"I would like to see the word weed abolished altogether for being one of the most intolerant, negative words in the English language."
February 4, 1995
On this day, the North County Times ran a little article about weeds.
It started with this question:
"What do Yarrow, Chicory, Horsetail, Shepherd's Purse, and Ground Ivy have in common?"
Well, in case you haven’t guessed, the answer is that they are all considered weeds.
Yet the author of Just Weeds, Pamela Jones, countered
I would like to see the word weed abolished altogether for being one of the most intolerant, negative words in the English language.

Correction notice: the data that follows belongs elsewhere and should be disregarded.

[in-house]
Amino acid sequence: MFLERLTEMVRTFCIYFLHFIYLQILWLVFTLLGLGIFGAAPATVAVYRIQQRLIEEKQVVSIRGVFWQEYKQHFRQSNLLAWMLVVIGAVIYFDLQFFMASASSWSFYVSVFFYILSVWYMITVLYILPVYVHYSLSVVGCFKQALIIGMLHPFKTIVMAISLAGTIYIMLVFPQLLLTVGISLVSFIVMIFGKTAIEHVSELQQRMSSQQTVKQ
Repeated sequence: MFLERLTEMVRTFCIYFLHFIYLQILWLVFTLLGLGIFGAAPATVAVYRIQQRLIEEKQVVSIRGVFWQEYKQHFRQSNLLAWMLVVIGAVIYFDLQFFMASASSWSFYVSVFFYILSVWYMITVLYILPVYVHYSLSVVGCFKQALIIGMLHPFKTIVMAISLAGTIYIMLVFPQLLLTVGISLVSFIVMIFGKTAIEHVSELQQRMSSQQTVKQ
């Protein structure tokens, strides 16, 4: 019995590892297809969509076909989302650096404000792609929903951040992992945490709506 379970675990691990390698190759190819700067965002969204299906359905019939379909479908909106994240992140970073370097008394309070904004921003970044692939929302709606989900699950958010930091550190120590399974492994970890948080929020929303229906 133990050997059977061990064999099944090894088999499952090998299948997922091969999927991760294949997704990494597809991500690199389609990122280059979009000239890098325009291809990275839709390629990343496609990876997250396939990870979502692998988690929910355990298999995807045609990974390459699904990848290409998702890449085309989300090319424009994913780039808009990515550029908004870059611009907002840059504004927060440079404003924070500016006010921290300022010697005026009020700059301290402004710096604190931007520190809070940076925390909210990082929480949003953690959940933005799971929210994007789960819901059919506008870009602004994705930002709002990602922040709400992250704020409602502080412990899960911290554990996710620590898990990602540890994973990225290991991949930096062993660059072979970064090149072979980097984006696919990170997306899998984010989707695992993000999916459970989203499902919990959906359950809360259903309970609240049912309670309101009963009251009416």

Pamela’s book features insights into the uses (medicinal and otherwise) of thirty different weeds - and she also shares the lore and history of each plant.
The part of the Yarrow that grows above ground has been used to treat everything from fever and cold to tummy troubles and toothaches.
Chicory is known as the herb for perseverance.
I always think of the little Chicory flower I once saw blooming happily through a crack along the side of a highway - such a great example of determination! All the Chicory parts are useful for medicine and food.
Horsetail or Milkweed (Asclepias) was a valued medicinal plant to Native Americans who used it for snakebites and increased lactation.
Meanwhile, Shepherd’s Purse has been called the most essential plant in the Cruciferous family for its ability to stop bleeding.
Finally, Ground Ivy or Creeping Charlie helps stop headaches, earaches, and sinusitis, and it also moves the lymph system, which is why it is known for its drying and draining abilities.